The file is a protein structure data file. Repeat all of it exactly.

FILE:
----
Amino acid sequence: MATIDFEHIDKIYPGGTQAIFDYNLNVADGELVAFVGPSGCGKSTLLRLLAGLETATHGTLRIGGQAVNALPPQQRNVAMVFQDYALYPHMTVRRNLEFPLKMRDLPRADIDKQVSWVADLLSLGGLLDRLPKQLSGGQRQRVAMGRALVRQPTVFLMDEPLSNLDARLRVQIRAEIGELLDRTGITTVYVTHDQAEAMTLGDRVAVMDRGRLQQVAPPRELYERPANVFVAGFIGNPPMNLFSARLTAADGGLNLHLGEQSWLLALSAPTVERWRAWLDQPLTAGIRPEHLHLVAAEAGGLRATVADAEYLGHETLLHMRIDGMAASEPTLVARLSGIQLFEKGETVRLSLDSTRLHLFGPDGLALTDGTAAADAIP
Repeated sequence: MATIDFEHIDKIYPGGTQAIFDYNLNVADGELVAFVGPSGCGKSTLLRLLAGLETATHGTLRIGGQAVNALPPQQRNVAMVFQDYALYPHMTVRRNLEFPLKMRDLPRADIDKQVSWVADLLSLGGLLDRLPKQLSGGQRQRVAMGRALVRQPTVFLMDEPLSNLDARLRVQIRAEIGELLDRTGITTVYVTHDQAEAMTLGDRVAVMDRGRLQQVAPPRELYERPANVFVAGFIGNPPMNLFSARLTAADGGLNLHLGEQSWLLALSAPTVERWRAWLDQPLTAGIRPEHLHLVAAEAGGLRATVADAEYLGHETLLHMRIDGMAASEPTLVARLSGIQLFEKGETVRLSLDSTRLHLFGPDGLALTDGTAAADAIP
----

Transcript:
Amino acid sequence: MATIDFEHIDKIYPGGTQAIFDYNLNVADGELVAFVGPSGCGKSTLLRLLAGLETATHGTLRIGGQAVNALPPQQRNVAMVFQDYALYPHMTVRRNLEFPLKMRDLPRADIDKQVSWVADLLSLGGLLDRLPKQLSGGQRQRVAMGRALVRQPTVFLMDEPLSNLDARLRVQIRAEIGELLDRTGITTVYVTHDQAEAMTLGDRVAVMDRGRLQQVAPPRELYERPANVFVAGFIGNPPMNLFSARLTAADGGLNLHLGEQSWLLALSAPTVERWRAWLDQPLTAGIRPEHLHLVAAEAGGLRATVADAEYLGHETLLHMRIDGMAASEPTLVARLSGIQLFEKGETVRLSLDSTRLHLFGPDGLALTDGTAAADAIP
Repeated sequence: MATIDFEHIDKIYPGGTQAIFDYNLNVADGELVAFVGPSGCGKSTLLRLLAGLETATHGTLRIGGQAVNALPPQQRNVAMVFQDYALYPHMTVRRNLEFPLKMRDLPRADIDKQVSWVADLLSLGGLLDRLPKQLSGGQRQRVAMGRALVRQPTVFLMDEPLSNLDARLRVQIRAEIGELLDRTGITTVYVTHDQAEAMTLGDRVAVMDRGRLQQVAPPRELYERPANVFVAGFIGNPPMNLFSARLTAADGGLNLHLGEQSWLLALSAPTVERWRAWLDQPLTAGIRPEHLHLVAAEAGGLRATVADAEYLGHETLLHMRIDGMAASEPTLVARLSGIQLFEKGETVRLSLDSTRLHLFGPDGLALTDGTAAADAIP